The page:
Tuckerman Ravine has MODERATE and LOW avalanche danger. The Sluice, Lip, and Center Bowl have Moderate avalanche danger. Natural avalanches are unlikely and human triggered avalanches are possible. All other forecast areas have Low avalanche danger. Natural and human triggered avalanches are unlikely, but watch for unstable snow in isolated terrain features.
Huntington Ravine has LOW avalanche danger. Natural avalanches and human triggered avalanches are unlikely. Watch for unstable snow in isolated terrain features.
Our snowpack has good stability in most areas. Some important exceptions exist. The first is very steep (40+ degree) slopes in lee areas of the 18 hour spell of high NW winds on the 5th and 6th. The Sluice, the Lip and Center Bowl are the most obvious examples in Tuckerman though smaller areas exist in Huntington in Central, Pinnacle and Odell. These slabs could be reactive even after skier traffic especially if they lose strength due to warming.
Deeper slab instabilities beneath the firm snow are also on the radar. This slab is thick and strong in many areas but could possibly react to a heavy trigger like ice or rock fall or a head over heels tumbling fall. It is also possible for this slab, which is sitting on an old melt freeze crust, to be triggered at a thinner, weaker spot in the slab. This layer is worth watching carefully today and moving forward due to the severe consequences of being caught in a thick, hard slab avalanche like the one recently in the lower snowfields.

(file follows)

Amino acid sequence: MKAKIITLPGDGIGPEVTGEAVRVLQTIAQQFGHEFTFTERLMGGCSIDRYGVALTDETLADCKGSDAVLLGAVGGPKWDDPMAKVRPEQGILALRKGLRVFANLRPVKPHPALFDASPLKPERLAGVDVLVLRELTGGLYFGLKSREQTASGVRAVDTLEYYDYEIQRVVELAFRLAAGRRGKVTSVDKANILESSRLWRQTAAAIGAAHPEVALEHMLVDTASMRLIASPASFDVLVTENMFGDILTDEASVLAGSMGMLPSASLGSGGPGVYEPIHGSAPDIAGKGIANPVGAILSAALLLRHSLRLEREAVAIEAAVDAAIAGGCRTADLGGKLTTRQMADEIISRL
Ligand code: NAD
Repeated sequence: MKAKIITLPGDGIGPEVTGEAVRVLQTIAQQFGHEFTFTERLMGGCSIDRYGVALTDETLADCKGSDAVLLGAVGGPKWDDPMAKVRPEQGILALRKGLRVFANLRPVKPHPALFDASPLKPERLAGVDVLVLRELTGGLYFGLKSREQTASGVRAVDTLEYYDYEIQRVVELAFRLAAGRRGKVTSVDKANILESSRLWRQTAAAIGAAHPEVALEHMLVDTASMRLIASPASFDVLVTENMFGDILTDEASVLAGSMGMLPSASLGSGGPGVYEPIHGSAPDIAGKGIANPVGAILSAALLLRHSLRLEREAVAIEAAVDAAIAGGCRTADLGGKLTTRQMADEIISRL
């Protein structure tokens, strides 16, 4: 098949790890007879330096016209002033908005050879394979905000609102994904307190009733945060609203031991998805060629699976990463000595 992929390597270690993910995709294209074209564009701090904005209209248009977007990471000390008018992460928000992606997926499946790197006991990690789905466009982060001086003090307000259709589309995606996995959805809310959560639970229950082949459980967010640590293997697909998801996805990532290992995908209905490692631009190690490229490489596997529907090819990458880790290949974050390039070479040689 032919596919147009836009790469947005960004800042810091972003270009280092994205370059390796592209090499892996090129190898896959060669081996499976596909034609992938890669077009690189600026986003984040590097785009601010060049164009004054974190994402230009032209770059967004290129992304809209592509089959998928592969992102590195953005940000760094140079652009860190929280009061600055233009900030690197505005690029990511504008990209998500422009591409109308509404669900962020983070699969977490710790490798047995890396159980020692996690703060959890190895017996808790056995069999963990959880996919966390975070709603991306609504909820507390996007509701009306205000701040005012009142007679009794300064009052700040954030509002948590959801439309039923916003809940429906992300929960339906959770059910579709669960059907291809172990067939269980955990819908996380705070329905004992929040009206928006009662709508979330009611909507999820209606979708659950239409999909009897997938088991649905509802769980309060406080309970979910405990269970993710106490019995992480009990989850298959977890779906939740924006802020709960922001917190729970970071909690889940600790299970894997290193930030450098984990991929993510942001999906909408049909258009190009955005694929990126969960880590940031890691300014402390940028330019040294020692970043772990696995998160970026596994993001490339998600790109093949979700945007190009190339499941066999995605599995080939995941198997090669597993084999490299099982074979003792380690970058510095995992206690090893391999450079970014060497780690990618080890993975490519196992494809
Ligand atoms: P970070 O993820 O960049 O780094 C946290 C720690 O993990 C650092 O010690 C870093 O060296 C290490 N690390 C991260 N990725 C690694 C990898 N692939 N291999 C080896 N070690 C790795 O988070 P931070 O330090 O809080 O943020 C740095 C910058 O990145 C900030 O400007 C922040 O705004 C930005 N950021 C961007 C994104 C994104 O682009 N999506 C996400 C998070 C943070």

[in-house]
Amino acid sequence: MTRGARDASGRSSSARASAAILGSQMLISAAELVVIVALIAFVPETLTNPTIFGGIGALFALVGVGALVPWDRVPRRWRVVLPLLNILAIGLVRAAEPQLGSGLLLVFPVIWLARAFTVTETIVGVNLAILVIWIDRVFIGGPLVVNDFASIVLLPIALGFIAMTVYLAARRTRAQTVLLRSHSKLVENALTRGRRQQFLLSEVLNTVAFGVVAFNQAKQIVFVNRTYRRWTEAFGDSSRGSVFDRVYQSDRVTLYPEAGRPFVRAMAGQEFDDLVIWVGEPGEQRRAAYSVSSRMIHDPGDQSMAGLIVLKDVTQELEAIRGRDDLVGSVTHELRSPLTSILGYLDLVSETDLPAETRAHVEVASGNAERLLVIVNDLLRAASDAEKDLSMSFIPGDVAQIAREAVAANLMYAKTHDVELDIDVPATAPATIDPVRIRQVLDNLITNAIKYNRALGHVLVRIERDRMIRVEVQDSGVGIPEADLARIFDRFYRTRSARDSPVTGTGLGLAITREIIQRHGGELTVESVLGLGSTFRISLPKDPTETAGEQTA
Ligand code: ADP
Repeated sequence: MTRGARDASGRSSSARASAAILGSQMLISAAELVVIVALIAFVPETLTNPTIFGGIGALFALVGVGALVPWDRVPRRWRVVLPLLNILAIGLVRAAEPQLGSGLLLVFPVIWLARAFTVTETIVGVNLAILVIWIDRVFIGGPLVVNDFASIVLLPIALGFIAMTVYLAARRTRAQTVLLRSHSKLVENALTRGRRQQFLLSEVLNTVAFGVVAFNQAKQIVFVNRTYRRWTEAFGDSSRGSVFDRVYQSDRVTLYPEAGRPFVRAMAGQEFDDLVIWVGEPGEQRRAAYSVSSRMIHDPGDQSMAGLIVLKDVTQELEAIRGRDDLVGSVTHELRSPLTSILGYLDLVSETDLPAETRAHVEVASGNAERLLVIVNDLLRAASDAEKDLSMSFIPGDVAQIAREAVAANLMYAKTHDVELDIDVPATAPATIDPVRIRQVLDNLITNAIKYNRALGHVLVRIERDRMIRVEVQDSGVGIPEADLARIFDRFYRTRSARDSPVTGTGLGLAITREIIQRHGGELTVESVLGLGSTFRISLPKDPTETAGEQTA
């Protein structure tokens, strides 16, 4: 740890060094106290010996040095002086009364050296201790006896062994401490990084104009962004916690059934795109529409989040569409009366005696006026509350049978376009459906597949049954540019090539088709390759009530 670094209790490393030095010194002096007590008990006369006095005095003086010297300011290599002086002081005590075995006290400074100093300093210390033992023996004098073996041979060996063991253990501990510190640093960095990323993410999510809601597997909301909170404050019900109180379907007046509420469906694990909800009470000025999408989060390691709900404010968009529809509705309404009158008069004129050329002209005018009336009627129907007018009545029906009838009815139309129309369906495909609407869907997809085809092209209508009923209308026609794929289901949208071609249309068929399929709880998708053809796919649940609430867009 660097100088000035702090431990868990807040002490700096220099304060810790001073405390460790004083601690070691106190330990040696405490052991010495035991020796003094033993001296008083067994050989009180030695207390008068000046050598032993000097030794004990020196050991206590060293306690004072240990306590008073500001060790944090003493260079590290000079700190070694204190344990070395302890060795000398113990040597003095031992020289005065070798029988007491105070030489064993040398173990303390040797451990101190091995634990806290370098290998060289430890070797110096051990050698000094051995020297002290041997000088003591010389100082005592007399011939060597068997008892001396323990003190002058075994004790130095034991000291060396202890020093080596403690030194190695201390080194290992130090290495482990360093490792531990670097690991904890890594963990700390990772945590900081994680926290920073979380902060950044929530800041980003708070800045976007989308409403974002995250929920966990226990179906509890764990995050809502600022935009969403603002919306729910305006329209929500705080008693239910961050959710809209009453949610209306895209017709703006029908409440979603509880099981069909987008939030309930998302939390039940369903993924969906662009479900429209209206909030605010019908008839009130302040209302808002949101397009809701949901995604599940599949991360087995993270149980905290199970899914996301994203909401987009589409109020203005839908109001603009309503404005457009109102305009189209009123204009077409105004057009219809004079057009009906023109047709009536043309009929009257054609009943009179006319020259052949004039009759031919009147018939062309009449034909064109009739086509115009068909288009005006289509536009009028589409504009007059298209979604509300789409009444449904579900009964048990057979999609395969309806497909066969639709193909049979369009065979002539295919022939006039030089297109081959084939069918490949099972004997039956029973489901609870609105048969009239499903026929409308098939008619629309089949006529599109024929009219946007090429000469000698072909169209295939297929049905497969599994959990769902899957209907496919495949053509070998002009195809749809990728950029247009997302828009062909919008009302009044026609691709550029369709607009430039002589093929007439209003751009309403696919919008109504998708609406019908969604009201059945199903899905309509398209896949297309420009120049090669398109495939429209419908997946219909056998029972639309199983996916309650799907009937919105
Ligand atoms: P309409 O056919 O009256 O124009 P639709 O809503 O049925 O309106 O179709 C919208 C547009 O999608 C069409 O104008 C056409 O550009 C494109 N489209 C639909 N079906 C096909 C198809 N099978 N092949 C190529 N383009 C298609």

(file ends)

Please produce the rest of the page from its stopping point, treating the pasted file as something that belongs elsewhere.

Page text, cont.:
Another problem is the areas beneath steeper slopes where sluffs have piled up deeply such as beneath the Chute, Duchess and possibly Central Gully. Triggering these is also difficult though certainly not imposssible. The balance between strength and the weight of the slab is hard to calculate. Exercise safe travel techniques in these areas.
The final issue under discussion is the solar gain on the snowpack today. Wet, loose slides may become an issue on or below sunny aspects and could gain enough size and speed to be a real problem and may even trigger the deeper instability.
Our Low rating is NOT meaningless. We still have a winter snowpack, not an isothermal springtime one. The transition between dominant weather patterns, specifically heating of the snow, adds complexity to forecasting and field assessments so be “heads up” out there. These are the kind of avalanche problems that can surprise you and it is another reason why safe travel techniques and proper safety equipment are always warranted.
Huntington Ravine has been holding up well for ice climbing, but this may start to change as temperatures warm this week. Currently most slopes are either scoured or wind-packed and have good stability, but watch for those pesky isolated pockets in sheltered locations. Last night was the final night of the season for the Harvard Cabin. Camping at the Harvard Cabin is not permitted.
Safe travel in avalanche terrain requires training and experience. This advisory is just one tool to help you make your own decisions in avalanche terrain. You control your own risk by choosing where, when, and how you travel.
Anticipate a changing avalanche danger when actual weather differs from the higher summits forecast.
For more information contact the Forest Service Snow Rangers, the AMC at the Pinkham Notch Visitor Center, or the caretakers at Hermit Lake Shelters or the Harvard Cabin.
Posted at 8:05a.m., April 8, 2013. A new advisory will be issued tomorrow.
Frank Carus, Snow Ranger
USDA Forest Service
White Mountain National Forest
(603) 466-2713 TTY (603) 466-2856